The logic is inverted in your circuit. Photoresistors have higher resistance when dark, so the current will be small when dark and larger when light. That means you need inversion between the LDR current and the LED current since you want the LED to light when it is dark.

Since you want the LED to be either full on or full off, you need a high gain centered around the setpoint, or even better, a little hystersis.

So to summarize, you need something that inverts and has a little hysteresis. That is pretty easy to do with a opamp. I don't know whether you consider that "basic electronics" or not.

I have to run off now, but later tonight or tomorrow morning I can provide a circuit.


I'm back, so can now post a schematic of what I only had time to talk about briefly before.

This circuit will light the LED when dark, it will snap between full on and full off, and it can drive the LED to full brightness. The last two are things the other single-transistor solution can't do.

R1 and R2 form a voltage divider. This voltage goes up as R2 goes up, which means higher voltage when dark. When this voltage gets to about 500 or 600 mV, a little current flows thru the base of Q2. That causes a lot more current to flow thru its collector, which then also flows thru the base of Q1. That allows a lot lot more current to flow thru the collector of Q1, which lights the LED. With the values shown, the LED current will be nearly 20 mA when on, which is the limit for most ordinary discrete LEDs. Make R4 bigger if you want less LED current.

R3 provides a little positive feedback, also called hysterisis. It only adds or subtracts a small current from the base of Q2, but enough to tip the whole circuit to one side or the other when the light level is just at the threshold between on and off. Note how it turns Q2 on more when current is flowing thru the LED. This is what provides the snap action.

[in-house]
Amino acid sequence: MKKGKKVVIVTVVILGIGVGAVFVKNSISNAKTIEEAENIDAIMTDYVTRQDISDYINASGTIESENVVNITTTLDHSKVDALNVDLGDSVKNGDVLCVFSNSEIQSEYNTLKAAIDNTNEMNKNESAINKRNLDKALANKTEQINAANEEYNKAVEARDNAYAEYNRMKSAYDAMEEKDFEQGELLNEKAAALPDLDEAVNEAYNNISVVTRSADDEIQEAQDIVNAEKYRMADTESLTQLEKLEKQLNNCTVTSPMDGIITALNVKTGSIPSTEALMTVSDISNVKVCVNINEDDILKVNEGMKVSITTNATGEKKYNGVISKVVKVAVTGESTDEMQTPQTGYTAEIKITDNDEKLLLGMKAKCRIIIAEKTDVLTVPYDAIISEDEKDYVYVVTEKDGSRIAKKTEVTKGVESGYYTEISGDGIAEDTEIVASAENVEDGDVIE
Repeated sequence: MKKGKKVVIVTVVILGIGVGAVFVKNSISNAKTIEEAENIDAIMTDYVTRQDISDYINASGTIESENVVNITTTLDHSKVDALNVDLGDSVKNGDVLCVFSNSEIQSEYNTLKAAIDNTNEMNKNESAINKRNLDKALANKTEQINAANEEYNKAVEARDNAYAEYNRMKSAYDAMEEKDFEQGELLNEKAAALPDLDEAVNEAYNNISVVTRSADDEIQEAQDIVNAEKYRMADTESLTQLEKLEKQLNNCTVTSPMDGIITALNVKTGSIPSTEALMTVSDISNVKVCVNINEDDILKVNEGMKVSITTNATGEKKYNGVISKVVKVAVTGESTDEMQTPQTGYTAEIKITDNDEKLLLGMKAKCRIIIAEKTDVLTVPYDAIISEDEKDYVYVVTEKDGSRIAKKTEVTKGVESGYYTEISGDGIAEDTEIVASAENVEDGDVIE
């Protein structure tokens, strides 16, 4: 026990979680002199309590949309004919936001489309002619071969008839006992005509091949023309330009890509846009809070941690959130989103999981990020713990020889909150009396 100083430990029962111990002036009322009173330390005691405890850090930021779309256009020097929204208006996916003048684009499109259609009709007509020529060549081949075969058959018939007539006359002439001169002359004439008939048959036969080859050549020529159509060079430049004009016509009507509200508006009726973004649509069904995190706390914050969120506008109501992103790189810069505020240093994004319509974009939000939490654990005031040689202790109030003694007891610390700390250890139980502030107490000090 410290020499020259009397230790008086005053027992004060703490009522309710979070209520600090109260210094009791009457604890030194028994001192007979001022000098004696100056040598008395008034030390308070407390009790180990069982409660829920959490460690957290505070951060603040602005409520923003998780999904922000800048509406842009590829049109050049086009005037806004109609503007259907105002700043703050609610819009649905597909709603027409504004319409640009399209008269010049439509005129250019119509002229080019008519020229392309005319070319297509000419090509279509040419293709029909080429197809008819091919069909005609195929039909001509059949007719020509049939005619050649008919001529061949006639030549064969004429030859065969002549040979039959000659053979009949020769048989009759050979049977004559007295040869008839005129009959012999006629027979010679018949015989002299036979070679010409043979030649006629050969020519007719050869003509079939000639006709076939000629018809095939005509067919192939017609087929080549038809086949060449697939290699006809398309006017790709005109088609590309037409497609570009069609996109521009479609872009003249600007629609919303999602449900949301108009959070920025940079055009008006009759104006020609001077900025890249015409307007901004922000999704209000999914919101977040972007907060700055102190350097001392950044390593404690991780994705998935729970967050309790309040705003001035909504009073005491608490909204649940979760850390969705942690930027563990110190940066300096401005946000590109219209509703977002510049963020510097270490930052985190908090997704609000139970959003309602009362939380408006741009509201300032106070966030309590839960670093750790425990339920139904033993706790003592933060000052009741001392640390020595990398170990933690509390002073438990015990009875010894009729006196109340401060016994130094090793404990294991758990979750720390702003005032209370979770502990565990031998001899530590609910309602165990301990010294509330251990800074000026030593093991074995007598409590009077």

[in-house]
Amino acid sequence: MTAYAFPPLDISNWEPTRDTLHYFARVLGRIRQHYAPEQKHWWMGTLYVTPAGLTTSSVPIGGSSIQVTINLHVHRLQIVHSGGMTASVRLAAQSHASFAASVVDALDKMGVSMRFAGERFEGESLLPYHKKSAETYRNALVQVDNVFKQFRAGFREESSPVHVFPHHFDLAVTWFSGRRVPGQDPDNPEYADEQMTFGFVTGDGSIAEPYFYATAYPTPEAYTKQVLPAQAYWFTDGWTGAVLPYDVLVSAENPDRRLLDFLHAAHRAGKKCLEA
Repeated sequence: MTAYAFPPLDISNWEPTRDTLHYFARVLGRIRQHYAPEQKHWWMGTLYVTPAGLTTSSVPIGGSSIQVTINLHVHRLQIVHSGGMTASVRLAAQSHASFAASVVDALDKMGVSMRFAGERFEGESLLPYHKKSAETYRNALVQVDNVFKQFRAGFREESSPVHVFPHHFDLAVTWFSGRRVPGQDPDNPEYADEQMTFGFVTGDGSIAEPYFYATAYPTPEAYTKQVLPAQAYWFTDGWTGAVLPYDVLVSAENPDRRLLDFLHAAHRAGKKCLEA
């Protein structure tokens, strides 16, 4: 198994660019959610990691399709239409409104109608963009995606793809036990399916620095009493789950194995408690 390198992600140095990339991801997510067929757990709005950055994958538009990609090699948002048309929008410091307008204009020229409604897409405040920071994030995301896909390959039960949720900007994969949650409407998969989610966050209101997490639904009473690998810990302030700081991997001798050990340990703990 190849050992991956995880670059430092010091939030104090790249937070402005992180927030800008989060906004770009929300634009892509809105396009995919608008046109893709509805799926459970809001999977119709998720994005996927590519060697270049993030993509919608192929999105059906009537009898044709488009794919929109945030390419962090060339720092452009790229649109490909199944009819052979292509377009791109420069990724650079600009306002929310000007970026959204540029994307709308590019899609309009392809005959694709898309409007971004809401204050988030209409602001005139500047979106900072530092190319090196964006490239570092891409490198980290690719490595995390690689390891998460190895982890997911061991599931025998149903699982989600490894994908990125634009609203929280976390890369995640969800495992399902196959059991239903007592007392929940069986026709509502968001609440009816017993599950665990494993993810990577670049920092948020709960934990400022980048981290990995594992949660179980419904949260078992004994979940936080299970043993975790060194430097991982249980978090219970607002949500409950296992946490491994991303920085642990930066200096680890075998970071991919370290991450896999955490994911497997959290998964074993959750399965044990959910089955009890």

The R5 is there just to limit the Q1 base current. Without it in darkness, the Q1 base current would only be limited by the gain of Q2. It's not a good idea to rely on the maximum gain of a transistor. It is rarely specified, and can be many times more than the guaranteed minimum gain. The value of R5 was chosen to still allow for enough Q1 base current so that Q1 can saturate at the maximum LED current of 20 mA.

R1 adjusts the light level at which the circuit trips. Lower values will move the threshold towards light and higher values towards dark.

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How does 2N4401 differ from 2N4403? Can I use two 2N4403? –  Alexander Solovets Mar 27 at 22:04
@Alexa: The most cursory look at the datasheets or even just the schematic above shows that 2N4401 is NPN and 2N4403 PNP. No, they can't be interchanged. –  Olin Lathrop Mar 28 at 12:31
My bad, thank you very much! –  Alexander Solovets Mar 28 at 12:31